And, thanks to Ms Dowd that she singled us Nam vets out. The country messed over us and many have not forgotten it. 

And while my talks with West Point graduates, are limited, the Academy grads, great education and see you later. I have long thought the three academies could easily be combined. 

All of us vets applaud the "support the vets" however, should be much broader-doesn't address what we are seeing in the country. Ms Dowd has the right statistic; less than 1% serve or even know anybody who serves. 

What nobody seems to see is the "youth" crisis in the country. Kids need to have some idea of what it means to be an American. How about a "tour in the Marines" is a euphemism that I often use. For me, it means kids need a purpose, somewhat outside themselves. The best one to me for kids is some sort of manditory Community Service, something akin to the draft. Doesn't have to be the military but could be lots of choices. 

Do I think there is any possibility. NO. We don't have the political will. Milt Friedman and the then SecDef, Melvin Laird, sold the country a bill of goods on the draft. Although I have read lots about it, not sure what his motives were, unselfish I am sure; but, the unintended consequences is what we have now with the military and our wars. 

The lack of political will is baffling. Kids don't vote anyway and so there's not like some galvanizing wedge issue. F..king weird. What the hay! 

We have a small military, coming from an even smaller portion of our culture. Americans by in large are uninvolved, loving to say they support the troops as long as they don't have to serve themselves. At sports events, soldiers (meaning all services) are outwardly revered. Everybody loves the soldier. 

My comments are very subjective. I think the AVF (All volunteer Force) is successful in terms of numbers but based on repetitive tours, we are going to be dealing with health issues with vets (of the AVF) for years. Plain and simple. We can argue the bullshit till we are blue in the face but with social media, these soldiers of the AVF are filing claims even before they leave the battlefield and rightly so.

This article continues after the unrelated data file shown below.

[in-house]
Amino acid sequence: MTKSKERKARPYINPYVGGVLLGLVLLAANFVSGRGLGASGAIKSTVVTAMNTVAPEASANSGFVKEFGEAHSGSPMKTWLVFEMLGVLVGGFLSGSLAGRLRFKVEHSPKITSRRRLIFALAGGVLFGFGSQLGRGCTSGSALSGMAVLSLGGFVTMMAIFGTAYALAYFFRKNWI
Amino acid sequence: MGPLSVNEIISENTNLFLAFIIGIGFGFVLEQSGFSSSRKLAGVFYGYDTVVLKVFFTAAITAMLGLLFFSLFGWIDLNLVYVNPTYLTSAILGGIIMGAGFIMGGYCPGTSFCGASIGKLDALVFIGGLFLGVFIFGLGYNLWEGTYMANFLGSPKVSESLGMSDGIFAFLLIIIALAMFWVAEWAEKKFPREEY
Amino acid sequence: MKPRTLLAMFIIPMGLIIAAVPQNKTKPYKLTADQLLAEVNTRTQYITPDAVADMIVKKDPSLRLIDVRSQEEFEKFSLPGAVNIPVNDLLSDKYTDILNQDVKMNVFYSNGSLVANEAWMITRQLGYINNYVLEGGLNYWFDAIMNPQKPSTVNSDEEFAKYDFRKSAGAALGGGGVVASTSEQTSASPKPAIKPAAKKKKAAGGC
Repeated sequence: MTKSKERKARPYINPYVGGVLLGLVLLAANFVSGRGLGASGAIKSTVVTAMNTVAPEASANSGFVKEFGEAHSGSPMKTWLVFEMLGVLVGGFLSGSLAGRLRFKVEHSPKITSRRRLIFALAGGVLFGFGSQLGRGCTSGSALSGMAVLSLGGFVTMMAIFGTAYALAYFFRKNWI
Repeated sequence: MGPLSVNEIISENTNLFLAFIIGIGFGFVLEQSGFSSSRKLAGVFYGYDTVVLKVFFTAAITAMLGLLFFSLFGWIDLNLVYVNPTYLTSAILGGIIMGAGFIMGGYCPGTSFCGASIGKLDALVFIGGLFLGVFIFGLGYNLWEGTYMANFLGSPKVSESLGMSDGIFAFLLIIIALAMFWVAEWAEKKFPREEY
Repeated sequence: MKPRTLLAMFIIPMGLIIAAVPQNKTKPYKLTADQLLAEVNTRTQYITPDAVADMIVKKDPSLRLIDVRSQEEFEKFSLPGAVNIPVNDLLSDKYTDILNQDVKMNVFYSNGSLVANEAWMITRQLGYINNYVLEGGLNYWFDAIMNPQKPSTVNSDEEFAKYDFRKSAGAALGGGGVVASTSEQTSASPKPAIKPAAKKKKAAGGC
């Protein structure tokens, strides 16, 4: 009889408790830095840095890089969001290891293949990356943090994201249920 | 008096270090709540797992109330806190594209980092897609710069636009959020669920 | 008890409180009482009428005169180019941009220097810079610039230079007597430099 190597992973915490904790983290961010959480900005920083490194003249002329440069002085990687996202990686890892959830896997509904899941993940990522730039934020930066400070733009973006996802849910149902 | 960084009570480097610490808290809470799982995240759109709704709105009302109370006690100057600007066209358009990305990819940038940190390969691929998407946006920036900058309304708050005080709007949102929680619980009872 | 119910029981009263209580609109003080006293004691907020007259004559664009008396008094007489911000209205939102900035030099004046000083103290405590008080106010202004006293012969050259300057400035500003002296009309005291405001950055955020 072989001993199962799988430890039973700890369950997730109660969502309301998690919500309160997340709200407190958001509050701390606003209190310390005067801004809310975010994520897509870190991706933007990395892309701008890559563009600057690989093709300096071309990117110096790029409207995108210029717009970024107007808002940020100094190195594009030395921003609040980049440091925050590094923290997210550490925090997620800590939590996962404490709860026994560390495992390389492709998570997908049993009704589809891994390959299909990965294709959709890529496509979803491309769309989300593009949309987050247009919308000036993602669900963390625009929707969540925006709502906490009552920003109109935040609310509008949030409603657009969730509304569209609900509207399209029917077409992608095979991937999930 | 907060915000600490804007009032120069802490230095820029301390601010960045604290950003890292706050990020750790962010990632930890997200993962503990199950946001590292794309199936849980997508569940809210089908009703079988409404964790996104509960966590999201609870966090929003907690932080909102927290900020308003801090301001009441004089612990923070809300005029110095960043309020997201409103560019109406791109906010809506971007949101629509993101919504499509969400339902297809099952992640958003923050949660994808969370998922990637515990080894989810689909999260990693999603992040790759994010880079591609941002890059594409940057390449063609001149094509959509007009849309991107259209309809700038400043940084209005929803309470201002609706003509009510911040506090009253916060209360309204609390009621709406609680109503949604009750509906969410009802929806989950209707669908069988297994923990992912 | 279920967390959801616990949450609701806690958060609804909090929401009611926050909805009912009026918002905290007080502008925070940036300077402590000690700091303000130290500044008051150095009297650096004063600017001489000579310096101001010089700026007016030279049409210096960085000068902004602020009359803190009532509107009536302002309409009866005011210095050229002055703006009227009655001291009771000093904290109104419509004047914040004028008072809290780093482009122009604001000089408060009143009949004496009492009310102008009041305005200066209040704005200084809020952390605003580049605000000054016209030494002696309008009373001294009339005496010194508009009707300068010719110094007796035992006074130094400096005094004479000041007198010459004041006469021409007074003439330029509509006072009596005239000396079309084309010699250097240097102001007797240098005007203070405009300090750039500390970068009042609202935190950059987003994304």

So, here's the grand finality for now as my old military buddy would say, "When you are up to your arsh in alligators, it is hard to remember that your initial mission was to drain the swamp." One "alligator" among many, is the All Volunteer Force with all it takes to support them. 

Prognosticators can haul out all the statistics they want but in the final analysis, the fall out from our ill defined wars, repetitive tours and health issues of vets will be with us for the foreseeable future and there's no disputing that. 

Saturday, August 02, 2014


A young photographer discovers his family to be a family who wrote the book on "dysfunctionalty." A world of money and very affluent kids who feel privileged is the backdrop. They have incorporated parental values into their own. Talk about a f..ked up scene. 

Dylan, the photographer is himself a self aware pot head. This is really scary for a grandpa with his oldest granddaughter going off to college. 

Parents ought to see this. In a sense though this may be mainly just over the top but don't think so. Dylan's Uncle: Steven Gutenburg, 
plays the part of a Wall Street tycoon who gives new meaning to the world of hypocrisy and the "f" word. I am blown away. 

I didn't even mean to watch this movie but became mesmerized. It is kind of a coming of age movie but more. The financial collapse is the final undoing of the tranquil indulgences. The "material" issues go dark and are vaporized. The movie keeps trying to find a redeeming character.  Dylan comes close but his constant pot smoking doesn't do it for me. 

This is an aside but holds that ever kernel  of truth. The kids in this movie are pretty pathetic. Even if only nominally accurate, they are way too many. A joke among my friends when we see these kids is that they need a tour in the Marines. More truth than fiction. These kids of Affluenza have no direction, trade on the perceived influence of a relative and would've know discipline if it ran over them. Sound like a candidate for the Marines. F..king A.